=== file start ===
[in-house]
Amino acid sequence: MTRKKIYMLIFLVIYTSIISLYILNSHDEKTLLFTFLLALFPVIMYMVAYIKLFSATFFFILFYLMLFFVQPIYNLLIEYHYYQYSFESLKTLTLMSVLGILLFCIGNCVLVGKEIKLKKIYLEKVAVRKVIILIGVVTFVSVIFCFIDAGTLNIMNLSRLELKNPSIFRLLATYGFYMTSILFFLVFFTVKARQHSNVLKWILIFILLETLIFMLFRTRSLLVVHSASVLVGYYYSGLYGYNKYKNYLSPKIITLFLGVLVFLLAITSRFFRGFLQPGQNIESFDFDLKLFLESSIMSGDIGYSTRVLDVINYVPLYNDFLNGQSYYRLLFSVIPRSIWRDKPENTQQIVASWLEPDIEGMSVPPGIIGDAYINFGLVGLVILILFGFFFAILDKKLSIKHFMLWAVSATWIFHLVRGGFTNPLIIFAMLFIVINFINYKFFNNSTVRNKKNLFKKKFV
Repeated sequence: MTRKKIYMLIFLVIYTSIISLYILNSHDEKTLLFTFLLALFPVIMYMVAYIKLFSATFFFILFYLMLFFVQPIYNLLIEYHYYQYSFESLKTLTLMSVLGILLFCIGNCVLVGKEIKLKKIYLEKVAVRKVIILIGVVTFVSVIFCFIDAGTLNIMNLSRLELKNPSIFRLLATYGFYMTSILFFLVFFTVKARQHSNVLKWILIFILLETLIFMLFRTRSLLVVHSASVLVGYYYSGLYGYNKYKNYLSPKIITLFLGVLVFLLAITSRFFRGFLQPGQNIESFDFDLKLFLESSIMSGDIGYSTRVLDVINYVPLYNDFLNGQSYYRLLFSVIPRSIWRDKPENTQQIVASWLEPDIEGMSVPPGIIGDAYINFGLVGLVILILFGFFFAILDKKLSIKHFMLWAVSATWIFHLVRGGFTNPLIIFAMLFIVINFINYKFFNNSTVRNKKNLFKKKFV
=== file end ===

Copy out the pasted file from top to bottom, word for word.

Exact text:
[in-house]
Amino acid sequence: MTRKKIYMLIFLVIYTSIISLYILNSHDEKTLLFTFLLALFPVIMYMVAYIKLFSATFFFILFYLMLFFVQPIYNLLIEYHYYQYSFESLKTLTLMSVLGILLFCIGNCVLVGKEIKLKKIYLEKVAVRKVIILIGVVTFVSVIFCFIDAGTLNIMNLSRLELKNPSIFRLLATYGFYMTSILFFLVFFTVKARQHSNVLKWILIFILLETLIFMLFRTRSLLVVHSASVLVGYYYSGLYGYNKYKNYLSPKIITLFLGVLVFLLAITSRFFRGFLQPGQNIESFDFDLKLFLESSIMSGDIGYSTRVLDVINYVPLYNDFLNGQSYYRLLFSVIPRSIWRDKPENTQQIVASWLEPDIEGMSVPPGIIGDAYINFGLVGLVILILFGFFFAILDKKLSIKHFMLWAVSATWIFHLVRGGFTNPLIIFAMLFIVINFINYKFFNNSTVRNKKNLFKKKFV
Repeated sequence: MTRKKIYMLIFLVIYTSIISLYILNSHDEKTLLFTFLLALFPVIMYMVAYIKLFSATFFFILFYLMLFFVQPIYNLLIEYHYYQYSFESLKTLTLMSVLGILLFCIGNCVLVGKEIKLKKIYLEKVAVRKVIILIGVVTFVSVIFCFIDAGTLNIMNLSRLELKNPSIFRLLATYGFYMTSILFFLVFFTVKARQHSNVLKWILIFILLETLIFMLFRTRSLLVVHSASVLVGYYYSGLYGYNKYKNYLSPKIITLFLGVLVFLLAITSRFFRGFLQPGQNIESFDFDLKLFLESSIMSGDIGYSTRVLDVINYVPLYNDFLNGQSYYRLLFSVIPRSIWRDKPENTQQIVASWLEPDIEGMSVPPGIIGDAYINFGLVGLVILILFGFFFAILDKKLSIKHFMLWAVSATWIFHLVRGGFTNPLIIFAMLFIVINFINYKFFNNSTVRNKKNLFKKKFV